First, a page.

Stedman's Surinam, Richard and Sally Price, The John Hopkins Univ. press, Baltimore, 1992. ISBN: 0-818-4260-3
Subject: [Mil. History] Gado Saby Is Taken (1775)
In August 1775 while on a patrol with some 140 men, Captain Meyland (a Swiss national) had discovered Gado Saby. The chief of the village was Boni. While crossing the swamp Capt. Meyland and his troops were attacked and he and his nephew were killed in action..
Upon this news, Col. Fourgeoud (a Swiss national) with some 200 European troops entered the woods for an expedition to destroy Gado Saby. He was later joined by 100 Black Rangers. These Black Rangers had the reputation to know how to engage the rebels much better than the marines.
This expeditonary force followed the path made by capt. Meyland's troops as was known by the marks cut in the trees. Close to the location of Gado Saby the expeditonary force was attacked by the rebels who were hiding behind temporary fortifications of large trunks and roots of fallen trees. The expeditionary force drove off the attackers and when they were about to enter the town, a rebel captain with a torch set the town on fire and retreated with the wives and children.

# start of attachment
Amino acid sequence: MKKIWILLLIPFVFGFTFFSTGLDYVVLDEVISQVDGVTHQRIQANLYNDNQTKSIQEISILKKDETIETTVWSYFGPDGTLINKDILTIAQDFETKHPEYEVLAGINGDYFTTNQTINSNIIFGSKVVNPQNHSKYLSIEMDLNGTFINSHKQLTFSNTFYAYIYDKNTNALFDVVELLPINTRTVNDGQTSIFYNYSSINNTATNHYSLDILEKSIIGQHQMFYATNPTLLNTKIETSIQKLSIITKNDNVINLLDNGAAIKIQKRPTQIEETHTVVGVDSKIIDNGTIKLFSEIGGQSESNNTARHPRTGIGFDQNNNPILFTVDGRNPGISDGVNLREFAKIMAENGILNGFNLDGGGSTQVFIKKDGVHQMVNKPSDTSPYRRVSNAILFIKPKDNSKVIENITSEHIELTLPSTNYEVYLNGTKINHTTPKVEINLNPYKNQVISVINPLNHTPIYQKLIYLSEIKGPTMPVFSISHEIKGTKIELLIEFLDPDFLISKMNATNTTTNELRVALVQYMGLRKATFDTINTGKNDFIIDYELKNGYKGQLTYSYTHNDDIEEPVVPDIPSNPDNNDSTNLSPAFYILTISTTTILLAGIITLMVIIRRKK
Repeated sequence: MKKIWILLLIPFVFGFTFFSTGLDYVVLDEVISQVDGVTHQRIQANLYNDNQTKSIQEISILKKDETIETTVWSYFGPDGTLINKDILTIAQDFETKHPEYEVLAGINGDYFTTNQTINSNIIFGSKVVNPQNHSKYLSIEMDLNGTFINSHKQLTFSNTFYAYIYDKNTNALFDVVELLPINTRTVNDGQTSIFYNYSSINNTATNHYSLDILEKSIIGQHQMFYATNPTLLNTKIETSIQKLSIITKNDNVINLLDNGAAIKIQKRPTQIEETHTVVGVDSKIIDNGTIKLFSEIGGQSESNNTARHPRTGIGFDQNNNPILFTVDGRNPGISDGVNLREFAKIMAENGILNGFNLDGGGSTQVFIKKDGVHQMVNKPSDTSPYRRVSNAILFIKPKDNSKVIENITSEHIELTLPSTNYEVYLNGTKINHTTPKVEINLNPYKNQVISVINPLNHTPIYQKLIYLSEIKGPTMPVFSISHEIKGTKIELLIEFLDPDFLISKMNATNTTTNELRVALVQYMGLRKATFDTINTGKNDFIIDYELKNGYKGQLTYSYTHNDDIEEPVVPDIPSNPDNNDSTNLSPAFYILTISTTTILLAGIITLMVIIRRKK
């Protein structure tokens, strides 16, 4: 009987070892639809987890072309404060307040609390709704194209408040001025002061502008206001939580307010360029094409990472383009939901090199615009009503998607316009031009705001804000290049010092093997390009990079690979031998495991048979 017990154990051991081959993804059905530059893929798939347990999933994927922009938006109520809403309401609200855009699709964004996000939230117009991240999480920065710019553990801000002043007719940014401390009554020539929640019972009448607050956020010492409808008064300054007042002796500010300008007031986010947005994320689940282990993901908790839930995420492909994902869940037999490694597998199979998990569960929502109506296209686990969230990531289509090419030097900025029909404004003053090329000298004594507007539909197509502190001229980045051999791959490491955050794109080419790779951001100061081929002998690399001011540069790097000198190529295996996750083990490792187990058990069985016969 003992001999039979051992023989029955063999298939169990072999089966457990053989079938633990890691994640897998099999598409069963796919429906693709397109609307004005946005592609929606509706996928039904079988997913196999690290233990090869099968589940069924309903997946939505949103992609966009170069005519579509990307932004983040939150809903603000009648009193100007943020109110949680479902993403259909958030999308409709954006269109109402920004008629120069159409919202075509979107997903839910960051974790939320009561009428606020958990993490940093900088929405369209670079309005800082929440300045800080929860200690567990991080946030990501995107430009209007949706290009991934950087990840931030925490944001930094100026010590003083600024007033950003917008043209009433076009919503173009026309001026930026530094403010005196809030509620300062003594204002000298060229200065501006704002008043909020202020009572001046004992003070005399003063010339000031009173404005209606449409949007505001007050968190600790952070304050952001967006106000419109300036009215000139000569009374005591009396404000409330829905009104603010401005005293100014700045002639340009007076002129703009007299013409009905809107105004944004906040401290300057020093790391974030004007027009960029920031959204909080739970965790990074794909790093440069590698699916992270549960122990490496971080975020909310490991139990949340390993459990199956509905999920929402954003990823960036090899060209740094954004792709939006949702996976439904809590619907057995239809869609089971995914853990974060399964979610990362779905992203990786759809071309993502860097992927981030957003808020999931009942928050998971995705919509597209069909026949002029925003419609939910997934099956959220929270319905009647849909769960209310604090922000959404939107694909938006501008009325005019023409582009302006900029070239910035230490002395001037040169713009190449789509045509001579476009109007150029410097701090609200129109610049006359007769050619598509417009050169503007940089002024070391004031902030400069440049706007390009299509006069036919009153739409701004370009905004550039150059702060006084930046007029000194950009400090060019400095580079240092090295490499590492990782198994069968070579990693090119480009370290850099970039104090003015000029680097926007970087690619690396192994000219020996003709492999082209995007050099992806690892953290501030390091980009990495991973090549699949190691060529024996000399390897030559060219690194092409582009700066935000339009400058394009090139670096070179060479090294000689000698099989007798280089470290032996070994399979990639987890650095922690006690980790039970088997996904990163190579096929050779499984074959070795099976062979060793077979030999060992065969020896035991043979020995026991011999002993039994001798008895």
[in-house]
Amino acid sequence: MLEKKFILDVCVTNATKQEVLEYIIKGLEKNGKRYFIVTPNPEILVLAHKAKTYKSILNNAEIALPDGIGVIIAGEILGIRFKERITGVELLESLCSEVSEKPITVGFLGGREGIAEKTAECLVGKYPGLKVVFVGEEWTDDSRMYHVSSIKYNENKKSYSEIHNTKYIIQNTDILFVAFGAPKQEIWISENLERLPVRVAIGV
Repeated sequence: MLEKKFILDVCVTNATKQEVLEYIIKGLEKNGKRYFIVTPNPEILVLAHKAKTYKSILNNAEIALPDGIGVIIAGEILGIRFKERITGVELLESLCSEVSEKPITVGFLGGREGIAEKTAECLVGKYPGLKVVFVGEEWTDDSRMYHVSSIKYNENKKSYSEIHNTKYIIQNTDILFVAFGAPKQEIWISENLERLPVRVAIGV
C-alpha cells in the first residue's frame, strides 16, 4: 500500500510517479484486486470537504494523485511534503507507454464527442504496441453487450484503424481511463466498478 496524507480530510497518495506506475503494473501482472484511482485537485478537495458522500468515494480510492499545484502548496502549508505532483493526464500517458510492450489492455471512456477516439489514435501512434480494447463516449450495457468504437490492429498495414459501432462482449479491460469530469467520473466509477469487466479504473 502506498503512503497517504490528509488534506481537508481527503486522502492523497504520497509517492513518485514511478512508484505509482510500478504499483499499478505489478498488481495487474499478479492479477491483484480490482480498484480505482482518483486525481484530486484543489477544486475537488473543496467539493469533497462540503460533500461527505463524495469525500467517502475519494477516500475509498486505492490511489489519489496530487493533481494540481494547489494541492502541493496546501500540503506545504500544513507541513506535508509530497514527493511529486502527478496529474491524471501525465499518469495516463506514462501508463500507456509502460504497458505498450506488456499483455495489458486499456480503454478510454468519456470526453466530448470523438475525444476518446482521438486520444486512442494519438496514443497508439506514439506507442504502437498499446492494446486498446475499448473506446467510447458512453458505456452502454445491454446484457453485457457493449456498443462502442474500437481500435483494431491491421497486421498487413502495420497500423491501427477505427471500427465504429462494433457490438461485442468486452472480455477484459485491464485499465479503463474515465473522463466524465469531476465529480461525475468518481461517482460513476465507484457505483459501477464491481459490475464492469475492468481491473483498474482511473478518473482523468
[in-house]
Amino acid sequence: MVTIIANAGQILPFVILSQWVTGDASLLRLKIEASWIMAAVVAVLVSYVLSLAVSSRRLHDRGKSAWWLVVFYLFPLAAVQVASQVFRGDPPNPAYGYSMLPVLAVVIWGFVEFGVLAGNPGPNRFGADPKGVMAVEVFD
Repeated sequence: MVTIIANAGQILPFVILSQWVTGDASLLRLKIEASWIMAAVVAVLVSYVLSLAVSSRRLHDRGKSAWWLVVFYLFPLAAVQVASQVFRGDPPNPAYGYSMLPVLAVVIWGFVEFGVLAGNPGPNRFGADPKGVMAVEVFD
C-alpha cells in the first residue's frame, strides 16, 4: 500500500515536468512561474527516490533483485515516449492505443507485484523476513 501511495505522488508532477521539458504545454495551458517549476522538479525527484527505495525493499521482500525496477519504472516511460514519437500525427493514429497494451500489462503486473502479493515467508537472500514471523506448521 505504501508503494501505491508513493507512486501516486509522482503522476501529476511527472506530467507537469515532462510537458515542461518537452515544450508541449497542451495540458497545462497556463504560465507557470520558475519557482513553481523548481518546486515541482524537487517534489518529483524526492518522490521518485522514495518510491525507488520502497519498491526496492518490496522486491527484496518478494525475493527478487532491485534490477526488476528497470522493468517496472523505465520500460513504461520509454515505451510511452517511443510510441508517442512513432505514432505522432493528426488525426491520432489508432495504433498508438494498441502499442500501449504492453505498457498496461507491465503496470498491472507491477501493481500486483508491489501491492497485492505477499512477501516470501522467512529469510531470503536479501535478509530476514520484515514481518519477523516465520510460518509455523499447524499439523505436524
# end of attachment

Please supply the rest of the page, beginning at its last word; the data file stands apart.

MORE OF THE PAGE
All what was left of Gado Saby was a smoking ruin. The town consisted of some 100 huts and a few of these were two stories high. In the town of Gado Saby the troops found three skulls fixed upon stakes. They were the skulls of the men of Capt. Meyland's patrol. There were also two skulls of young blacks.
[Note: the head cutting of the dead involves a complex ritual and belief relating to self-protection against the avenging spirit of the deceased and can be traced to West Africa]
After Gado Saby was taken, Col Fourgeoud ordered to destroy all found surrounding harvest fields. When al that was accomplished the expeditionary force returned to their base camp.
The troops were completely spent, worn-out or sick. They did not capture any rebels but they had driven them away so they would never return to that same spot.
Met dank aan Albert Buys